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Water cycle

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The water cycle (or hydrologic cycle) describes the cyclic movement of water as molecules make their way from the Earth's surface to the atmosphere, and back again. This gigantic system, powered by energy from the sun, is a continuous exchange of moisture between the oceans, the atmosphere, and the land.[1] However, before the Biblical global flood the Earth's hydrological cycle may have been very much different than it is today. The book of Genesis describes the original creation to have no rain, but was instead watered by free-flowing springs.

and no shrub of the field had yet appeared on the earth and no plant of the field had yet sprung up, for the LORD God had not sent rain on the earth and there was no man to work the ground, but streams came up from the earth and watered the whole surface of the ground- Genesis 2:5-6

In The Genesis Record, Henry Morris summarizes:

The original hydrologic cycle was thus drastically different from that of the present day. The present cycle, which began at the time of the great Flood, involves global and continental air mass movements, and annual and seasonal temperature changes. It is summarized quite scientifically in such Scripture passages as Ecclesiastes 1:6-7; Isaiah 55:10-11; Job 28:24-26; Job 36:26-29; Psalm 135:6-7, and others. This present cycle centers around the solar evaporation of ocean waters, transportation to the continents in the atmospheric circulation, condensation and precipitation in the form of rain and snow, and transportation back to the oceans via rivers. In the original world, however, there was no rainfall on the earth. As originally created, the earth’s daily water supply came primarily from local evaporation and condensation. There was also, as noted later, a system of spring-fed rivers.[2]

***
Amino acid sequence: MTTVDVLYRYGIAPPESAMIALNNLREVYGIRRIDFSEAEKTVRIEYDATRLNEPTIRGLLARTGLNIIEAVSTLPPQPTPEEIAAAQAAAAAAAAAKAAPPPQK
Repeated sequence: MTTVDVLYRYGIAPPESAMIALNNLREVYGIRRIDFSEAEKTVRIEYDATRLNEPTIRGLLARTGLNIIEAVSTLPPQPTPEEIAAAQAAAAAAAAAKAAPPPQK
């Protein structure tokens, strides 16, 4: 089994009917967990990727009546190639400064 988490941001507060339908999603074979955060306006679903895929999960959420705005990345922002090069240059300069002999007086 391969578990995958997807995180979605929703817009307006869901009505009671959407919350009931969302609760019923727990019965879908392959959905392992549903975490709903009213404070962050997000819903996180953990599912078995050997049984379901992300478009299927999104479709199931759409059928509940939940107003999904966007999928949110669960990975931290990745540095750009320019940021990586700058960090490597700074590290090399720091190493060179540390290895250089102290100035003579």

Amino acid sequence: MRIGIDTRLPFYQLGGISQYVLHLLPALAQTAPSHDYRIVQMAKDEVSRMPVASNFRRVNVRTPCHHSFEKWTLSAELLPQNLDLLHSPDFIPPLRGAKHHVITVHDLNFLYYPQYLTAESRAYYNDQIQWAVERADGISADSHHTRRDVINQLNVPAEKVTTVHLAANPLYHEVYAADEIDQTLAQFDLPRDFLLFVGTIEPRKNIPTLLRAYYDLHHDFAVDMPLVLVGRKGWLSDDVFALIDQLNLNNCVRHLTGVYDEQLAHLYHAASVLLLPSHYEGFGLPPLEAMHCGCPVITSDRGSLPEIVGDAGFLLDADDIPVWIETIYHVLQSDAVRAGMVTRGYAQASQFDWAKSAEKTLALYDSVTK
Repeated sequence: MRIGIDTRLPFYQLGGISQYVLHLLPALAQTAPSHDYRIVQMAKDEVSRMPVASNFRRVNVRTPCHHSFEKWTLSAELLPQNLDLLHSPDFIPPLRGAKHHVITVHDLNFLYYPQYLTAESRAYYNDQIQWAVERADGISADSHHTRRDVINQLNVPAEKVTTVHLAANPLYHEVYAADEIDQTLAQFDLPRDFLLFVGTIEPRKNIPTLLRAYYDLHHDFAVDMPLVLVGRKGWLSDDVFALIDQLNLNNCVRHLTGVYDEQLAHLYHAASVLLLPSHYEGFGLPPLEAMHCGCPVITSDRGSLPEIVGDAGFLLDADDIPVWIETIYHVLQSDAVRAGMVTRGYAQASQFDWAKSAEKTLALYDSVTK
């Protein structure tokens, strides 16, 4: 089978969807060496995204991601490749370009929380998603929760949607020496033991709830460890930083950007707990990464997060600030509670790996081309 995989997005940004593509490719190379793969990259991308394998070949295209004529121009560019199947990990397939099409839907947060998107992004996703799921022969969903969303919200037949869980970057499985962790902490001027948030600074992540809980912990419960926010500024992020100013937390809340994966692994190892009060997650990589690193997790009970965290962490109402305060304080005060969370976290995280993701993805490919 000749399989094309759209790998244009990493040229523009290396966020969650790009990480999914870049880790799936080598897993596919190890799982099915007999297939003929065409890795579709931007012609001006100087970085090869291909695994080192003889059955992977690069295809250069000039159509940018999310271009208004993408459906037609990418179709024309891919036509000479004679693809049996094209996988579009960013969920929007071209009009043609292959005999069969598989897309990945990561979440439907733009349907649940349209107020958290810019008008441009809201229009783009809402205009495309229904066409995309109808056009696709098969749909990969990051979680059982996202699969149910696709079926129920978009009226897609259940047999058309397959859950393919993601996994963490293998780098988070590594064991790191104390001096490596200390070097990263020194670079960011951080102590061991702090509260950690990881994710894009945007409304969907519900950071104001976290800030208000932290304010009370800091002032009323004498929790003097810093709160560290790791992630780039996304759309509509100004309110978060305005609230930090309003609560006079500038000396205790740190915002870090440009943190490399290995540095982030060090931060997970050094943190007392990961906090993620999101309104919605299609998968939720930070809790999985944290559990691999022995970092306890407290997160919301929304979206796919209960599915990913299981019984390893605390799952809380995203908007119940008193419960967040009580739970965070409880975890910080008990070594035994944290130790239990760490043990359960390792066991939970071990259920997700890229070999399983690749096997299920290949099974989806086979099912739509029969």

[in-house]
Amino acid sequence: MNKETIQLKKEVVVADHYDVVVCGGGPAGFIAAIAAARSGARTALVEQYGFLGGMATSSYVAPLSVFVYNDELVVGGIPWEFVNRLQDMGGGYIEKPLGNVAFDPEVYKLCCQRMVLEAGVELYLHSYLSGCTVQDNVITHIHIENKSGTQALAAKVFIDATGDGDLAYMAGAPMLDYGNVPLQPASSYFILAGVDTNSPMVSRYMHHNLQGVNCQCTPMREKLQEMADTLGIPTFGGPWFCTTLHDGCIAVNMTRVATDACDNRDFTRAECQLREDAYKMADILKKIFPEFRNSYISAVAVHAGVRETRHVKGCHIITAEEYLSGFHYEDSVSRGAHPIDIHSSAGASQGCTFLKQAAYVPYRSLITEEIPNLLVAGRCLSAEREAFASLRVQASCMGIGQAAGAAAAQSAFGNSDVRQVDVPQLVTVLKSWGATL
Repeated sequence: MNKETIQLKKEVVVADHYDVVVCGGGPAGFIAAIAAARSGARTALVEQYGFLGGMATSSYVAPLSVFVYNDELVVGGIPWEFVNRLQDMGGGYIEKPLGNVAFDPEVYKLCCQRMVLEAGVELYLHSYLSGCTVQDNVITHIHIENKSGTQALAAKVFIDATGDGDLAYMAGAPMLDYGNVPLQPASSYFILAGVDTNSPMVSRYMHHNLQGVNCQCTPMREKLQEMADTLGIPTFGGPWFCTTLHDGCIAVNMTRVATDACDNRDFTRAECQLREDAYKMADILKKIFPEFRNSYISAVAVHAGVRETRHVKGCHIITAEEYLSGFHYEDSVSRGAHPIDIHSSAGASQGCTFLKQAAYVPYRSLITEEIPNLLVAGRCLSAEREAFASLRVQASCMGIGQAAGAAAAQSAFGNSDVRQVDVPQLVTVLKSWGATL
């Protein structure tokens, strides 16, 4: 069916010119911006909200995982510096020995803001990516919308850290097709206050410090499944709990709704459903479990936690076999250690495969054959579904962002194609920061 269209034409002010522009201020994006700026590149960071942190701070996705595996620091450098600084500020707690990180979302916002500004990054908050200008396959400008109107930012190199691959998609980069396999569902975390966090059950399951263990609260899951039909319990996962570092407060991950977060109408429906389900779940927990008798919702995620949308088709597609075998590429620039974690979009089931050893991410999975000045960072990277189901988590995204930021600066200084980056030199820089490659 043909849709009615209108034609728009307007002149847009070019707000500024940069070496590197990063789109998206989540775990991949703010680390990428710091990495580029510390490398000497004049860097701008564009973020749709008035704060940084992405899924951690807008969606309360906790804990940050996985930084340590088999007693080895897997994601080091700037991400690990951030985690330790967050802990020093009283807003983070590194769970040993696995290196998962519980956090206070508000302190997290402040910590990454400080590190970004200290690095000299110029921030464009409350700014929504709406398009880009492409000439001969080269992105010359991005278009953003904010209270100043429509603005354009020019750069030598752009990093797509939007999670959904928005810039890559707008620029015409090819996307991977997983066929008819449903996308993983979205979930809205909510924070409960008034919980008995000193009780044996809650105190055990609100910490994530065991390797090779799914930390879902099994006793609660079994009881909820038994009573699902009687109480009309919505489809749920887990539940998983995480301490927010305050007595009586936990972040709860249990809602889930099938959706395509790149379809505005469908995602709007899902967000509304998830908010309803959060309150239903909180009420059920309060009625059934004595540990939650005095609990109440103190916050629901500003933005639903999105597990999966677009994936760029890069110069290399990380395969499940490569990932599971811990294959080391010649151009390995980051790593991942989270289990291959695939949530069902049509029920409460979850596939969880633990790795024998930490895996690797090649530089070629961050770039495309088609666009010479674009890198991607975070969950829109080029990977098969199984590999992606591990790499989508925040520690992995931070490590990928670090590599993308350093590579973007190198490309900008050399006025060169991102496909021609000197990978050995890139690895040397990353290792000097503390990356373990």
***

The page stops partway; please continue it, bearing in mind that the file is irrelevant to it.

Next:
Process

The sun drives the water cycle as it heats water in the oceans. Some of it evaporates as vapor into the air. Ice and snow can sublimate directly into water vapor. Rising air currents take the vapor up into the atmosphere, along with water from evapotranspiration, which is water transpired from plants and evaporated from the soil. The vapor rises into the air where cooler temperatures cause it to condense into clouds.[3]

Air currents move clouds around the globe, cloud particles collide, grow, and fall out of the sky as precipitation. Some precipitation falls as snow and can accumulate as ice caps and glaciers, which can store frozen water for thousands of years. Snowpacks in warmer climates often thaw and melt when spring arrives, and the melted water flows overland as snowmelt. Most precipitation falls back into the oceans or onto land, where, due to gravity, the precipitation flows over the ground as surface runoff.[3]